Psilocybin mushrooms and other psychedelic plants will now be the lowest priority for law enforcement in the community by order of the select board.
Provincetown is a traditionally Portuguese community where LGBTQ people from around the world visit in search of community and healing. Now the select board of the town has opened up a new opportunity for the winter season when tourism wanes: psilocybin mushrooms.
Categorized as a “breakthrough therapy” for depression by the FDA, psilocybin mushrooms and other psychedelic plants will now be the lowest priority for law enforcement in the community by order of the select board. More specifically, “investigation and arrest of adults for planting, cultivating” and sharing psychedelic plants and fungi will not be permitted. The measure also calls for town employees to treat the possession of all controlled substances as a public health issue rather than a criminal issue.
The organization behind this measure and the decriminalization of six other communities statewide, Bay Staters for Natural Medicine, emphasized psilocybin’s benefits for alleviating opioid addiction and helping traumatized veterans in its presentation for the select board. Its local volunteers also emphasized the economic and tax benefits. Several advocates plan to open retreat centers where people can have guided experiences with psilocybin and enjoy community ceremonies to have spiritual experiences in a group environment.
“This vote signals Board support of Provincetown to not only stand strong as a community known for its arts, inclusion and celebration but now also as a destination for healing, which could be a boon to our off-season economy.“ says Steven Azar, resident and small business owner in Provincetown. “Decriminalization of plant medicine will result in more public education on the safe use of plant medicine and its therapeutic benefits…,” said Patricia van Dijkhuizen, a resident of Provincetown, certified psychedelic practitioner, and LCSW.
An economic analysis by advocates found that Provincetown could generate an additional $300,000 in revenue and $13.8 million in economic activity every year. In late fall and winter, the model predicts that thousands of additional people each year will visit the town in the off-season to stay at local hotels, visit community stores, and enjoy the town’s cuisine.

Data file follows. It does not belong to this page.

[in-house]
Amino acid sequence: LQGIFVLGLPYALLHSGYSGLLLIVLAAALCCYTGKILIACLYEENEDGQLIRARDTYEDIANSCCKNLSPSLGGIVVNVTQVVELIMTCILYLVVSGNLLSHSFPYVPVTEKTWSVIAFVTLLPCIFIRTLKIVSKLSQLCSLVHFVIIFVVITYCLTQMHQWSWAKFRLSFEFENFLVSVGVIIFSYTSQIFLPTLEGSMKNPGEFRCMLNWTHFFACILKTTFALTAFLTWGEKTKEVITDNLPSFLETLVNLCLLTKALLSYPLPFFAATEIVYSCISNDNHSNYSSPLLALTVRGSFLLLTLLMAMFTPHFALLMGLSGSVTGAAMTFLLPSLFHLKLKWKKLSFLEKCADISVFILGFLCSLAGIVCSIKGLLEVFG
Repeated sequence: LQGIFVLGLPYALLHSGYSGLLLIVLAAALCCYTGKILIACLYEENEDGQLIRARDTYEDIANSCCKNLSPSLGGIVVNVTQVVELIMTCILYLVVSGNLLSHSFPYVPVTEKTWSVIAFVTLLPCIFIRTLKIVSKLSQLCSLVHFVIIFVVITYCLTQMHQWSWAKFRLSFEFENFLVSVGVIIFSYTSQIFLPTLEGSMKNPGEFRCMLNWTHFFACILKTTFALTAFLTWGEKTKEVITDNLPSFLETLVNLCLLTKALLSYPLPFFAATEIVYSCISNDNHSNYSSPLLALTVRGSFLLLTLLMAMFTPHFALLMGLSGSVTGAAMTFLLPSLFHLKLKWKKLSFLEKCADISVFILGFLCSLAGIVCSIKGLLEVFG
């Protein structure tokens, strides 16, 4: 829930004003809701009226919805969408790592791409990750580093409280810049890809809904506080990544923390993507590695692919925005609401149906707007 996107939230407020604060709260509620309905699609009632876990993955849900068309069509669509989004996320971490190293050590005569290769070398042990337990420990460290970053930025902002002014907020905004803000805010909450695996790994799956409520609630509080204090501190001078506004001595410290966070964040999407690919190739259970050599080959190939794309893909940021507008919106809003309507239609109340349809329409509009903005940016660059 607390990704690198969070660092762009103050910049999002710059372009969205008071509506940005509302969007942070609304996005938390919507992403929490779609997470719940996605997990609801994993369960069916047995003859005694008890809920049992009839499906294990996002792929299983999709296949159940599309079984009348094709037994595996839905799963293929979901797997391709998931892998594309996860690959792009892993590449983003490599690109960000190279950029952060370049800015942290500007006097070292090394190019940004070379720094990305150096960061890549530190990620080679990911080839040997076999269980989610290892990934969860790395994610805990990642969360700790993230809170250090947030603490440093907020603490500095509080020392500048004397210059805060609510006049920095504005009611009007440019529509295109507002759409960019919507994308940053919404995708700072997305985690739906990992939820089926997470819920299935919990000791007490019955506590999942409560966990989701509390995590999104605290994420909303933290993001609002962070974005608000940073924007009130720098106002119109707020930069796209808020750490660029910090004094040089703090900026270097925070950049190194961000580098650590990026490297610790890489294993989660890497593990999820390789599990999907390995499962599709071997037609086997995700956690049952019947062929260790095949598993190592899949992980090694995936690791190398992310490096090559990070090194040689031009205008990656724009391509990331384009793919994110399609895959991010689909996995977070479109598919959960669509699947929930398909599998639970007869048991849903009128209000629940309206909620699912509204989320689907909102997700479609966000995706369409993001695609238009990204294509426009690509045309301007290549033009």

“Our town is now leading the way for affordable access to plant medicine and set an example for our state. The PAC-funded ballot measure should be changed to reflect what communities across the state have called for,” said Anna May Meade, a local author and member of the Visitor’s Services Board who helped lead the effort.
The measure also explicitly calls for state lawmakers to change the ballot question that may be presented to Massachusetts votes next fall. Funded by a secretive entity Boston Globe recently described as “a deep-pocketed, out-of-state PAC,” the ballot question has come under fire for copying the model it created in Oregon where treatments with psilocybin mushrooms often cost thousands of dollars.
“Local communities are asking their elected officials, like Senator Cyr, to substitute the ballot question so that future psychedelic services can be affordable. Even upper middle class families will be excluded from this life-changing care if we create another unelected control commission instead of legislating,” said James Davis, the founder of Bay Staters for Natural Medicine and author of the measures.
Advocates point out that a state representative and former police officer, Representative Boldyga, has filed legislation to legalize psychedelics by creating a simple process by which people can get training and licensing to be guides. For many, this calls into question the motives of the PAC that filed the ballot question and underscores the necessity of substituting so voters are not misled.
“The PAC swooped in uninvited and hired an army of canvassers to lie to voters. If our state lawmakers lack the backbone to substitute the ballot question, then they will be letting veterans like me die and forfeiting our democracy to dark money,” said Michael Botelho, the founder of New England Veterans for Plant Medicine who shared with NBC Boston how mushrooms helped him work through combat PTSD.